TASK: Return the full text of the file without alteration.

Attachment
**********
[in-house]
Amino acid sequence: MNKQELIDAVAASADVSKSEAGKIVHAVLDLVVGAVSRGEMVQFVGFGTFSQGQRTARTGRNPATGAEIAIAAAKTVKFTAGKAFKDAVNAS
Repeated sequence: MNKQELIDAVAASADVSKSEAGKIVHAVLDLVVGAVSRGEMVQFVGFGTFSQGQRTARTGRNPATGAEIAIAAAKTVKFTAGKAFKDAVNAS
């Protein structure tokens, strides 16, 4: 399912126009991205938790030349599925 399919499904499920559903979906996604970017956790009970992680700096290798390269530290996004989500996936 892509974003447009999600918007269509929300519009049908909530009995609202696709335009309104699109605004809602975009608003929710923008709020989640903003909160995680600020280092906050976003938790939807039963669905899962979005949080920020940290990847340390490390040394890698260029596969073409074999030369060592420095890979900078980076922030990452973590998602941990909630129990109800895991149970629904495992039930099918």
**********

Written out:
[in-house]
Amino acid sequence: MNKQELIDAVAASADVSKSEAGKIVHAVLDLVVGAVSRGEMVQFVGFGTFSQGQRTARTGRNPATGAEIAIAAAKTVKFTAGKAFKDAVNAS
Repeated sequence: MNKQELIDAVAASADVSKSEAGKIVHAVLDLVVGAVSRGEMVQFVGFGTFSQGQRTARTGRNPATGAEIAIAAAKTVKFTAGKAFKDAVNAS
């Protein structure tokens, strides 16, 4: 399912126009991205938790030349599925 399919499904499920559903979906996604970017956790009970992680700096290798390269530290996004989500996936 892509974003447009999600918007269509929300519009049908909530009995609202696709335009309104699109605004809602975009608003929710923008709020989640903003909160995680600020280092906050976003938790939807039963669905899962979005949080920020940290990847340390490390040394890698260029596969073409074999030369060592420095890979900078980076922030990452973590998602941990909630129990109800895991149970629904495992039930099918």